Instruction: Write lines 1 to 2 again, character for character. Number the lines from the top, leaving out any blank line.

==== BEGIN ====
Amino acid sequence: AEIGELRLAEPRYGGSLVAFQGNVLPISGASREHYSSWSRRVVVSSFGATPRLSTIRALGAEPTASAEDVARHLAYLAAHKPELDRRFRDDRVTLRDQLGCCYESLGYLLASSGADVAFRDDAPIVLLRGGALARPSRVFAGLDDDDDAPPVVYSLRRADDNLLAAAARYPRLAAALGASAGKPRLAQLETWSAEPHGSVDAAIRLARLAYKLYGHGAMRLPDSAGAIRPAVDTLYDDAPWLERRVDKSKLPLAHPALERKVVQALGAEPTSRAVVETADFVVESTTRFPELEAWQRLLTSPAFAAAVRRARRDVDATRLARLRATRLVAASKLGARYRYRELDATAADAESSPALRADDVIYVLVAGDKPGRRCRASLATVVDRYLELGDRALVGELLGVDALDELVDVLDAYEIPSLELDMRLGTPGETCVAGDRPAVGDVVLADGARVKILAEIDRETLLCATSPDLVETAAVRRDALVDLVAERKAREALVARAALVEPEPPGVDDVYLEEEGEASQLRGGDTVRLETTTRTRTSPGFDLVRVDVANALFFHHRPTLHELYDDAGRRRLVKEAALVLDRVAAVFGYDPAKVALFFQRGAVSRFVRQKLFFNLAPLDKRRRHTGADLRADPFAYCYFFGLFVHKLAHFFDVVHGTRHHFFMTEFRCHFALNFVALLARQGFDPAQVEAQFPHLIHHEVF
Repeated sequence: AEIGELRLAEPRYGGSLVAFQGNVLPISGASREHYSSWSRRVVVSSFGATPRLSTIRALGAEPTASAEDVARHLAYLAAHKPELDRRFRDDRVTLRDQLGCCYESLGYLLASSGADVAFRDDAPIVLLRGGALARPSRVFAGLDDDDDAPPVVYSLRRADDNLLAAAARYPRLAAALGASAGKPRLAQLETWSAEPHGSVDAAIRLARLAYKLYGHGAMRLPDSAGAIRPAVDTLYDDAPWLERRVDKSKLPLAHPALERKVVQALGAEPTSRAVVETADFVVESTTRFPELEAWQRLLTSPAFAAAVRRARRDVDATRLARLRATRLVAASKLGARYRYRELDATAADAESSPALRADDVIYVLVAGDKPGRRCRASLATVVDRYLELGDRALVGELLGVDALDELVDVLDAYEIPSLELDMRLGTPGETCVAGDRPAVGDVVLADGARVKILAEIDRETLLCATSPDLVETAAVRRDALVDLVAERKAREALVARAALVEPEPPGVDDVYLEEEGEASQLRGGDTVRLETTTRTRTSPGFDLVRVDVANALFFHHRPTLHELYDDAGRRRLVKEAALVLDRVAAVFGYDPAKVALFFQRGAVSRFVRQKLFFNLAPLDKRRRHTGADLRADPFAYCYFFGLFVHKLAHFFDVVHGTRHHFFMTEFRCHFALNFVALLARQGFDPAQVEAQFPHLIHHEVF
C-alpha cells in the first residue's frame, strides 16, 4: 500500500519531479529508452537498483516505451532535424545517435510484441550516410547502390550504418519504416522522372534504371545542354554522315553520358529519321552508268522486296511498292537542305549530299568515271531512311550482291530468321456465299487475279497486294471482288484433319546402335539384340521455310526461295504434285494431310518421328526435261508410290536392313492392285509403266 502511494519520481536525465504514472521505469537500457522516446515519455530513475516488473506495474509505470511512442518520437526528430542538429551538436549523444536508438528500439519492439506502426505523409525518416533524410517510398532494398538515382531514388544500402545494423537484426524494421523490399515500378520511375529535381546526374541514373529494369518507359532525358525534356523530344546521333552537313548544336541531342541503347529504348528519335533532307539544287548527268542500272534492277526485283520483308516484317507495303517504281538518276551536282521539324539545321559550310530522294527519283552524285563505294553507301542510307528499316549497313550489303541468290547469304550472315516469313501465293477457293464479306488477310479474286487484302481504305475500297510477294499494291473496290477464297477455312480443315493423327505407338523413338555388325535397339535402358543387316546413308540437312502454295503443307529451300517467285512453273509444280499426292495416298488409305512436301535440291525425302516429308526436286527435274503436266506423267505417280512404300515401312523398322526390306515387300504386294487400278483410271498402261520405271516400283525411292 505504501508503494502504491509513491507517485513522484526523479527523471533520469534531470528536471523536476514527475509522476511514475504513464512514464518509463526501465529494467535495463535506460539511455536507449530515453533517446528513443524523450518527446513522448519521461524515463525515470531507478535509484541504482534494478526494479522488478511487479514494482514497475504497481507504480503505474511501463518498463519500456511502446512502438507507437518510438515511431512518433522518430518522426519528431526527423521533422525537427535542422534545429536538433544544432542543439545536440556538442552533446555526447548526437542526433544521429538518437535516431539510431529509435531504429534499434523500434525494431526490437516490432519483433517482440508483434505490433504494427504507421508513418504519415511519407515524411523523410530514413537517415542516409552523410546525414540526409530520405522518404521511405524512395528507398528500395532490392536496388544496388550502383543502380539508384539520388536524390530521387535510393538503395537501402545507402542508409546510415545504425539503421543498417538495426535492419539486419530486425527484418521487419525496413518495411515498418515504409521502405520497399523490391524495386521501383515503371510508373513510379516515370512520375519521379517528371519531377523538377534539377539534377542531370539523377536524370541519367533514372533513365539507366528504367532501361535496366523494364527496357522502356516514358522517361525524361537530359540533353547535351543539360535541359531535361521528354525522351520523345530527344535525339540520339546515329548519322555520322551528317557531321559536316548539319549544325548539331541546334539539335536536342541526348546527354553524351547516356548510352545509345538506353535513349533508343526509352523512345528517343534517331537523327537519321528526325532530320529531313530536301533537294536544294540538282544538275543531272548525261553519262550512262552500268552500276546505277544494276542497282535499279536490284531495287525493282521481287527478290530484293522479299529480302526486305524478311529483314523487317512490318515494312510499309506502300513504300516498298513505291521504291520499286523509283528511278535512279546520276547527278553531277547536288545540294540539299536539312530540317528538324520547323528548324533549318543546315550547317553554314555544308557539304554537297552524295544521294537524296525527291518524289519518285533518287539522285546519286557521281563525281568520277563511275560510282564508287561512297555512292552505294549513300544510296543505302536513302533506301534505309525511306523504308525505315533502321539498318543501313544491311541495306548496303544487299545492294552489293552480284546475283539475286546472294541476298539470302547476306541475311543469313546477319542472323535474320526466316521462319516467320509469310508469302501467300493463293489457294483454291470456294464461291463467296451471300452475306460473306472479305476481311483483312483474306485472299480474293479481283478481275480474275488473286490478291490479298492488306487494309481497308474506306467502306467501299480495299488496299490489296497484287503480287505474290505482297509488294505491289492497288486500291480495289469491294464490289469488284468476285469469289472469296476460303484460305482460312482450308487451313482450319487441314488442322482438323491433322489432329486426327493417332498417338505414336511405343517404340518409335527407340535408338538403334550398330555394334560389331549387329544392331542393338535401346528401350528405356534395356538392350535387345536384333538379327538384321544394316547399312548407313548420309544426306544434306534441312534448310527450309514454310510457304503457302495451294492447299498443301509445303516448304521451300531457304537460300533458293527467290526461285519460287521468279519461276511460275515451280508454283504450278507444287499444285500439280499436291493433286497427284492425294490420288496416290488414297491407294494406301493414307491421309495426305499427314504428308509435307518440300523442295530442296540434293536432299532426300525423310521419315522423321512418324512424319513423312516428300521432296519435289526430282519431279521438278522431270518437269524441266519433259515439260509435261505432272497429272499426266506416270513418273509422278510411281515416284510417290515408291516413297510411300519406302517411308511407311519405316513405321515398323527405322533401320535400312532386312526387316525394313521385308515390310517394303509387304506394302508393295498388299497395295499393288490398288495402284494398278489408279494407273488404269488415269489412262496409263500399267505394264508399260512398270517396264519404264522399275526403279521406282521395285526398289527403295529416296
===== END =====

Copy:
Amino acid sequence: AEIGELRLAEPRYGGSLVAFQGNVLPISGASREHYSSWSRRVVVSSFGATPRLSTIRALGAEPTASAEDVARHLAYLAAHKPELDRRFRDDRVTLRDQLGCCYESLGYLLASSGADVAFRDDAPIVLLRGGALARPSRVFAGLDDDDDAPPVVYSLRRADDNLLAAAARYPRLAAALGASAGKPRLAQLETWSAEPHGSVDAAIRLARLAYKLYGHGAMRLPDSAGAIRPAVDTLYDDAPWLERRVDKSKLPLAHPALERKVVQALGAEPTSRAVVETADFVVESTTRFPELEAWQRLLTSPAFAAAVRRARRDVDATRLARLRATRLVAASKLGARYRYRELDATAADAESSPALRADDVIYVLVAGDKPGRRCRASLATVVDRYLELGDRALVGELLGVDALDELVDVLDAYEIPSLELDMRLGTPGETCVAGDRPAVGDVVLADGARVKILAEIDRETLLCATSPDLVETAAVRRDALVDLVAERKAREALVARAALVEPEPPGVDDVYLEEEGEASQLRGGDTVRLETTTRTRTSPGFDLVRVDVANALFFHHRPTLHELYDDAGRRRLVKEAALVLDRVAAVFGYDPAKVALFFQRGAVSRFVRQKLFFNLAPLDKRRRHTGADLRADPFAYCYFFGLFVHKLAHFFDVVHGTRHHFFMTEFRCHFALNFVALLARQGFDPAQVEAQFPHLIHHEVF
Repeated sequence: AEIGELRLAEPRYGGSLVAFQGNVLPISGASREHYSSWSRRVVVSSFGATPRLSTIRALGAEPTASAEDVARHLAYLAAHKPELDRRFRDDRVTLRDQLGCCYESLGYLLASSGADVAFRDDAPIVLLRGGALARPSRVFAGLDDDDDAPPVVYSLRRADDNLLAAAARYPRLAAALGASAGKPRLAQLETWSAEPHGSVDAAIRLARLAYKLYGHGAMRLPDSAGAIRPAVDTLYDDAPWLERRVDKSKLPLAHPALERKVVQALGAEPTSRAVVETADFVVESTTRFPELEAWQRLLTSPAFAAAVRRARRDVDATRLARLRATRLVAASKLGARYRYRELDATAADAESSPALRADDVIYVLVAGDKPGRRCRASLATVVDRYLELGDRALVGELLGVDALDELVDVLDAYEIPSLELDMRLGTPGETCVAGDRPAVGDVVLADGARVKILAEIDRETLLCATSPDLVETAAVRRDALVDLVAERKAREALVARAALVEPEPPGVDDVYLEEEGEASQLRGGDTVRLETTTRTRTSPGFDLVRVDVANALFFHHRPTLHELYDDAGRRRLVKEAALVLDRVAAVFGYDPAKVALFFQRGAVSRFVRQKLFFNLAPLDKRRRHTGADLRADPFAYCYFFGLFVHKLAHFFDVVHGTRHHFFMTEFRCHFALNFVALLARQGFDPAQVEAQFPHLIHHEVF